The Queen of Blood
Written by Sarah Beth Durst
Published: September 20, 2016
Publisher: Harper Voyager; a division of HarperCollins Publishers
Series: The Queens of Renthia Coming-of-age story | High fantasy | Fantasy Fiction | Adventure fiction
Set in the magical world of Renthia, The Queen of Blood is Sarah Beth Durst’s ambitious entry into adult epic fantasy.
Everything has a spirit: the willow tree with leaves that kiss the pond, the stream that feeds the river, the wind that exhales fresh snow…
But the spirits that reside within this land want to rid it of all humans. One woman stands between these malevolent spirits and the end of humankind: the queen. She alone has the magical power to prevent the spirits from destroying every man, woman, and child. But queens are still just human, and no matter how strong or good, the threat of danger always looms.
With the position so precarious, young women are chosen to train as heirs. Daleina, a seemingly quiet academy student, is under no illusions as to her claim to the throne, but simply wants to right the wrongs that have befallen the land. Ven, a disgraced champion, has spent his exile secretly fighting against the growing number of spirit attacks. Joining forces, these daring partners embark on a treacherous quest to find the source of the spirits’ restlessness—a journey that will test their courage and trust, and force them to stand against both enemies and friends to save their land . . . before it’s bathed in blood.
With comparisons to Naomi Novik’s Uprooted, and Patrick Rothfuss’s The Name of the Wind (and I will be getting to those soon, don’t worry) there were definitely some high expectations for this book.
And the story manages to deliver… at least, sometimes.
Let’s start with the good.
The greatest strength of this story lies in its interesting magic system; one that I haven’t really seen done before. The basics of it focuses on elemental magic, which is nothing particularly new, but magic users in Renthia don’t command the elements themselves, they use their will to force the spirits of the elements to do their bidding. The result is an interesting dynamic: a constant fight for dominance between the spirits who command the elements, and the women who seek to command the spirits.
It is a constant battle of wills between magic and magician. The loss of control can mean danger or death to the caster, and to anyone near them. The safety of their citizens is dependant upon a Queen being strong enough to impose her will on the entire land, otherwise the spirits will kill indiscriminately, and often in incredibly creative ways.
This constant sense of danger is never completely absent from the story, particularly for our main protagonist Daleina, whose control over the spirits is barely above average. And that is another strong positive I really enjoyed. Daleina never becomes a super-fantastical-strong-beyond-her-years heroine, nor is her power or expertise ever considered to be anything more than basic.
There’s a lesson here about perseverance and hard work going beyond natural talent and ability that I found incredibly uplifting. Daleina isn’t the hero because she is extraordinary, but because she never lets the fact that she has limits stop her from achieving her goals: she wants to do what she can to make the world a better place.
It’s a great message that I would love to see more often: ordinary people are capable of incredible things.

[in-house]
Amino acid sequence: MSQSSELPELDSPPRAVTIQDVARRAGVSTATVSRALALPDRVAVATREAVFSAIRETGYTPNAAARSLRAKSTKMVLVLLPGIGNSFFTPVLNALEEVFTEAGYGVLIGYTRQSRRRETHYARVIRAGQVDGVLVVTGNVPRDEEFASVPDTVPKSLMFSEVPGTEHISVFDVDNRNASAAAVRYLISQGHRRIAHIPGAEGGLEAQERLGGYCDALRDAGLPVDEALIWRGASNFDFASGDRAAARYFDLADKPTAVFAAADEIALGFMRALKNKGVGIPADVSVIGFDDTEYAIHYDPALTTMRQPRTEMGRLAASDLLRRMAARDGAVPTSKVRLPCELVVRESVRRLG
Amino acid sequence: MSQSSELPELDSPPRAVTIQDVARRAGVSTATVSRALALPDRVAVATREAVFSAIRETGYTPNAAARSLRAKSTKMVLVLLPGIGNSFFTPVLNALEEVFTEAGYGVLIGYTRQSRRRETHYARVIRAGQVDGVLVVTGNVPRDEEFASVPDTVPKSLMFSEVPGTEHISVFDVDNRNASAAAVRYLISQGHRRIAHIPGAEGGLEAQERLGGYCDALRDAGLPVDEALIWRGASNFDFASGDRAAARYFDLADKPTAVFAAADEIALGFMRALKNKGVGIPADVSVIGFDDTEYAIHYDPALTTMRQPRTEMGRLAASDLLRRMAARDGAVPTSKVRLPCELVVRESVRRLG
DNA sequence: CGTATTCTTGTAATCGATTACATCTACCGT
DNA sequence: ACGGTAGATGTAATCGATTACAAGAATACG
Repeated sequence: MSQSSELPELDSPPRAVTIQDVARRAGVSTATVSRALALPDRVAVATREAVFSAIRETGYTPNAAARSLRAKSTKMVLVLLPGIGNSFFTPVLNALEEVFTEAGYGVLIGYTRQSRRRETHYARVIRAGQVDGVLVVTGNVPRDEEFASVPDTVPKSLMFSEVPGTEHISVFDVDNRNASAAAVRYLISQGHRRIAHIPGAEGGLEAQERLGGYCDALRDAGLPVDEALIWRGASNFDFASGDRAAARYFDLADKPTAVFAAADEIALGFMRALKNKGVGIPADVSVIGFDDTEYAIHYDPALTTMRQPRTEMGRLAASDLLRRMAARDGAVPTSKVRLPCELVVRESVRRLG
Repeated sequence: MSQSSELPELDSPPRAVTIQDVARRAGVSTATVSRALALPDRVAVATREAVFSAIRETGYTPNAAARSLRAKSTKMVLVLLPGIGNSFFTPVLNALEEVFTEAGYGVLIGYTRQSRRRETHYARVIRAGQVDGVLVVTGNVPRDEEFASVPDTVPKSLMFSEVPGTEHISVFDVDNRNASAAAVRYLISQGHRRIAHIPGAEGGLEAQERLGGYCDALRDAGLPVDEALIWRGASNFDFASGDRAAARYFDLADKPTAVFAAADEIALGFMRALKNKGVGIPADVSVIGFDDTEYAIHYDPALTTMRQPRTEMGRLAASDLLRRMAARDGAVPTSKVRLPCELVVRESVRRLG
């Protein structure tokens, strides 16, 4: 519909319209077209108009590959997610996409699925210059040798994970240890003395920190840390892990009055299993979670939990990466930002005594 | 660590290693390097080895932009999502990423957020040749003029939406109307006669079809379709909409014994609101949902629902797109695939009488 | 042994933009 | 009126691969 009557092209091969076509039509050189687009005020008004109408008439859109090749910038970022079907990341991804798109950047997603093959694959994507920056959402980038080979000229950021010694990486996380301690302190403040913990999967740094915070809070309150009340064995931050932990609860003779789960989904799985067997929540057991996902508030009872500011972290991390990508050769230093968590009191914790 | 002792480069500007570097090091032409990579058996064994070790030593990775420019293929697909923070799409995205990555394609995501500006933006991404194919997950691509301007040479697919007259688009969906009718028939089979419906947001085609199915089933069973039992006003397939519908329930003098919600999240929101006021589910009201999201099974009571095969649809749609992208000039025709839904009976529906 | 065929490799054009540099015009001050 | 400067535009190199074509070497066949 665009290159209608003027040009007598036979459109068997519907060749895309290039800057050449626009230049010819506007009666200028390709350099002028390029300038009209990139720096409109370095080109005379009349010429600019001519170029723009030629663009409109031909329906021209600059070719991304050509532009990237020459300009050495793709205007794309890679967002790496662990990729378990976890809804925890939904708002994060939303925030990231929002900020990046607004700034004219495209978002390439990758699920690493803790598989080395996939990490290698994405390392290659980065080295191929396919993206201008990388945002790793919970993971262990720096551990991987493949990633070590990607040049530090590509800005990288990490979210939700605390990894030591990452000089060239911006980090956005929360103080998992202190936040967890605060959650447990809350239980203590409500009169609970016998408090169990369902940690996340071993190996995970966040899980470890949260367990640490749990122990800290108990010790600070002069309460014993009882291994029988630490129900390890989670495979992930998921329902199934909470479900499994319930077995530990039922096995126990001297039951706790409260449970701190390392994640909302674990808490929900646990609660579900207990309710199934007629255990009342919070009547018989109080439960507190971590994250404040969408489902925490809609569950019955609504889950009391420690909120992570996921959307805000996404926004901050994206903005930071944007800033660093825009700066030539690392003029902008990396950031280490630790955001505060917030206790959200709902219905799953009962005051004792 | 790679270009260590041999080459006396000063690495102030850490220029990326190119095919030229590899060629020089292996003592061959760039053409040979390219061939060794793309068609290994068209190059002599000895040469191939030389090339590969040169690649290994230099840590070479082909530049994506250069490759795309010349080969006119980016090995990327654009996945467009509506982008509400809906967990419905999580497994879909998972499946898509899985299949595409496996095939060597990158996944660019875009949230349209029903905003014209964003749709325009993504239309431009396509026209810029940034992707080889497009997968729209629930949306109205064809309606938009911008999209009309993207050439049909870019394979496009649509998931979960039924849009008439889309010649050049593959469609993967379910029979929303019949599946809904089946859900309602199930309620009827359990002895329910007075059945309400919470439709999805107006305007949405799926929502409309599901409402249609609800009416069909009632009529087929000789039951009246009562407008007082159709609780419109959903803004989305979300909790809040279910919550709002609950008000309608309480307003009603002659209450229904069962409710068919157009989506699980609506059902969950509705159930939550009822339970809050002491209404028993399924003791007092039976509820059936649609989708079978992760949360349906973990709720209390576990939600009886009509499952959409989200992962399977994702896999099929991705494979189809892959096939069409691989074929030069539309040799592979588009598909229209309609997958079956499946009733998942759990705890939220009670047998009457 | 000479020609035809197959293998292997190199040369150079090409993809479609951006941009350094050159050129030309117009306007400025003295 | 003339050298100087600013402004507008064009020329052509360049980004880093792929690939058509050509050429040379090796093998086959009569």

I just wish the book had gone just a little bit farther with some of these great ideas.
While I like the message behind the character, I also never got the sense that Daleina was particularly driven to achieve her goals. She rather quickly accepts that she has weaker powers compared to the other girls and it never seems to bother her, or really even register beyond the initial sense of disappointment and that fades away within a few paragraphs.
We do have other characters point out her limitations, but nothing is ever really built from this point of conflict and it never causes tension for Daleina. And this lack of tension makes our hero feel a bit bland as a result. Yes, she is still striving to succeed, but it never feels like she has to actively work for it. As a result, the stakes don’t feel as intense or as real as they could be. If Daleina had fought with everything she had against anything and anyone that stood in her way, including her limitations, I would have nothing but great things to say about her and this book as a whole.
Similarly, Renthia as a setting doesn’t feel as though it was developed to the fullest extent possible. Outside of the magic system, the reader doesn’t get a real idea as to how this world works. For a country constantly on the verge of attack by spirits bent on their annihilation, the inhabitants seem strangely unconcerned with their situation.
I think this is the main issue I had with the story as a whole: there are lots of good ideas and a huge amount of potential, but it feels like we never get to explore any of it in a lot of great detail.
I like the idea of this world. I like the characters, the setting, the magic that actively fights against the user, and I even like Daleina, despite my criticisms. However, in my opinion, there was so much more than could have been explored in this story that simply wasn’t given time to shine.
Now this book is the first in a trilogy, so it’s possible that all of this could be developed within the next two issues. And I am still curious about what might happen next for Daleina. So I guess we’ll just have to see what happens next.
Definitely a decent read, but not something I’d go around recommending to everyone. But if you enjoy interesting magic systems this might just be the book for you!
Thanks so much for reading everyone!